Delay in passing GST bill will hit investments and jobs
The delay in passing the GST Bill will affect jobs, revenues and investments adversely.editorials Updated: Aug 14, 2015 00:54 IST
The wait for a country-wide goods and services tax (GST), that would take India closer to being a one unified market, just got longer. The landmark amendment to the Constitution faces further roadblocks ahead, with yet another session of Parliament passing by without enacting legislation that has been in the works for about a decade. It is indeed a matter of historical irony that the Congress, which first introduced the Bill in 2011 under the UPA, and has been championing the need for replacing local and regional taxes that have caused red-tape, confusion and corruption with a single levy, remains opposed to the Bill.
The government had targeted to roll-out the new tax structure from April 1, 2016, an unlikely possibility given the current impasse in Parliament. The system can be rolled out only when Parliament passes the Constitution Amendment Bill, which can be passed only if at least two-thirds of the members vote in its favour. In addition, at least half of the assemblies need to pass the Bill. The delay in the passage of the Bill implies that India’s indirect tax system will continue with multi-layered taxes levied by the Centre and state governments at different stages of the supply chain such as excise duty, octroi, central sales tax (CST), and value added tax (VAT) among others.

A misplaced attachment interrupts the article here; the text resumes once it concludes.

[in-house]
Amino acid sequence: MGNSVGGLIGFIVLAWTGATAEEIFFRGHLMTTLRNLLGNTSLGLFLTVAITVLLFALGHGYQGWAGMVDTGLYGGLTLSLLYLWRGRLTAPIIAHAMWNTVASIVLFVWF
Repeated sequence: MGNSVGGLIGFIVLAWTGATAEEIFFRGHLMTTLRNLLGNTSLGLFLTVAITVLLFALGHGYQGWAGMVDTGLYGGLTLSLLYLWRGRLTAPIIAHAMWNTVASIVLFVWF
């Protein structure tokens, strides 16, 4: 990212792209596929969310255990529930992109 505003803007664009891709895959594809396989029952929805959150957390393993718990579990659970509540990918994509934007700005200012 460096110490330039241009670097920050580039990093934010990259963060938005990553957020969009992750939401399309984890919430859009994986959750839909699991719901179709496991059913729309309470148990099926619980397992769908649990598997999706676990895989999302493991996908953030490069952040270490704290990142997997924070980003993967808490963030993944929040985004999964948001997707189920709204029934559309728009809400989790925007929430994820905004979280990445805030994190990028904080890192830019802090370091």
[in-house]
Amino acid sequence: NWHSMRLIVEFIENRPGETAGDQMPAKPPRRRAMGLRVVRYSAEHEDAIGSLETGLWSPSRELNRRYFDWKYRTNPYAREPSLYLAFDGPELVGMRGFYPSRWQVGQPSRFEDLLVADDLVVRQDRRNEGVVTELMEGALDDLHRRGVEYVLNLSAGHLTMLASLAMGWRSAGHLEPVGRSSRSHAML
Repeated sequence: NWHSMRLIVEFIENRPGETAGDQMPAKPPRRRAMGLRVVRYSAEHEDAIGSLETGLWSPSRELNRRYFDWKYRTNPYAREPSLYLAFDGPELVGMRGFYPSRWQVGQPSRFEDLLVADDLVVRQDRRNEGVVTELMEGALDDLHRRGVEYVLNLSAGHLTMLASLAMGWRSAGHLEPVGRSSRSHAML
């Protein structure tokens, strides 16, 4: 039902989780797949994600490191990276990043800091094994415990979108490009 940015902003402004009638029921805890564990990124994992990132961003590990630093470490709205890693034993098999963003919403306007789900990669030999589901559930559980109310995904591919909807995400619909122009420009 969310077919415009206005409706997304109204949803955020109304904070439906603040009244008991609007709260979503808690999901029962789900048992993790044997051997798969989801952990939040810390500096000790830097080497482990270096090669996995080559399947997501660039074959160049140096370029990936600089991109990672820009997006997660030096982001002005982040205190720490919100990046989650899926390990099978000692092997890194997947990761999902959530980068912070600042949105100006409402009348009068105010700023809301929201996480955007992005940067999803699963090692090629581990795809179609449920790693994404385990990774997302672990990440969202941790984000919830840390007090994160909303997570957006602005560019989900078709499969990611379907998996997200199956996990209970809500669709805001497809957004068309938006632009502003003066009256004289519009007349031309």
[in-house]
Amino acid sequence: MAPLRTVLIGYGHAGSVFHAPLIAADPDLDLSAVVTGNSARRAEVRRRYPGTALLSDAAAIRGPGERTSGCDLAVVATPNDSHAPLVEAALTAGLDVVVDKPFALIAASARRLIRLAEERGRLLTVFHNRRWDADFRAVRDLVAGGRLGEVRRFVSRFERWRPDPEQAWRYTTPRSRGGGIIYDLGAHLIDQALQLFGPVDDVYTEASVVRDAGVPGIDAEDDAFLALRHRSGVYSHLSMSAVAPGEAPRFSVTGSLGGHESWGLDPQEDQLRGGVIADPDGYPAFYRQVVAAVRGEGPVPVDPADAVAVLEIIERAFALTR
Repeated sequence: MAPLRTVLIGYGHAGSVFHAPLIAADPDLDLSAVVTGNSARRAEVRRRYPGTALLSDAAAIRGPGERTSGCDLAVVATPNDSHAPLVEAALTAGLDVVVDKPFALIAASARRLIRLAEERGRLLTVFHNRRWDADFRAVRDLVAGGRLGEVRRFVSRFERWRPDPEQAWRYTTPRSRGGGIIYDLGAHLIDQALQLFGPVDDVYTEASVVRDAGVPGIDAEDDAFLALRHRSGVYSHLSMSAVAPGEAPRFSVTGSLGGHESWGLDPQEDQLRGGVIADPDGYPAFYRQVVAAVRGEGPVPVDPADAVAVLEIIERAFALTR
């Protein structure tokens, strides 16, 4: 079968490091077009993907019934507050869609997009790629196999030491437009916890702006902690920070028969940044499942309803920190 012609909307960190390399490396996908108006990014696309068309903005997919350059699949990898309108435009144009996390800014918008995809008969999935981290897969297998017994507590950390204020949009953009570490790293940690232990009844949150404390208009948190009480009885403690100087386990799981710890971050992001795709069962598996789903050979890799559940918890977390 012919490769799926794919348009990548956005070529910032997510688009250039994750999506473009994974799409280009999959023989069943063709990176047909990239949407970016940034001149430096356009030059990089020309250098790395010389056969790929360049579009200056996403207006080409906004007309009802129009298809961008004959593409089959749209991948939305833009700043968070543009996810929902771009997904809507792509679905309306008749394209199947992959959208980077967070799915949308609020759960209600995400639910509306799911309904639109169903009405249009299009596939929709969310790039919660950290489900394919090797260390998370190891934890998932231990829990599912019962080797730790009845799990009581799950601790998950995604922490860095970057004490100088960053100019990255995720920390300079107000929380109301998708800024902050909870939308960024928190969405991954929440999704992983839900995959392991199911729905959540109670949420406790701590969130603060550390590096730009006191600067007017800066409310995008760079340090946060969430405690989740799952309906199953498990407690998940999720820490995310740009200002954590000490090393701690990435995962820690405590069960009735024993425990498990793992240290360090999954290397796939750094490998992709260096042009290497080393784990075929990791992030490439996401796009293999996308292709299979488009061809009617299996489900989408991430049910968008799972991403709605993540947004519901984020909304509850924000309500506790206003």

The delay will likely cause other consequences as well. For one, states cannot decide on the tax rates until the Bill is passed. The Bill has not specified the rate, which will be decided by a GST Council headed by the central finance minister with state finance minister as members. Pending the passage of the Bill, the Council cannot be formed and rates cannot be decided. In addition, it is imperative to have a robust country-wide information technology (IT) network to make implementation seamless across state boundaries.
Plans to test the IT network before its roll-out will have to be on hold since the Bill has not been passed and as the GST rates on specific goods and services have not been decided. GST has missed several roll-out deadlines earlier, all because of want of a political consensus. India cannot continue to remain a collection of several different markets governed by different sets of tax rules and rates. The fiscal hurdles among states have kept away large-scale investments in what should otherwise count as one massive, attractive market. Every deadline miss translates into fewer jobs created, lesser revenues for states, and lower investments made. India cannot afford to delay its date with a unified nationwide indirect tax system indefinitely.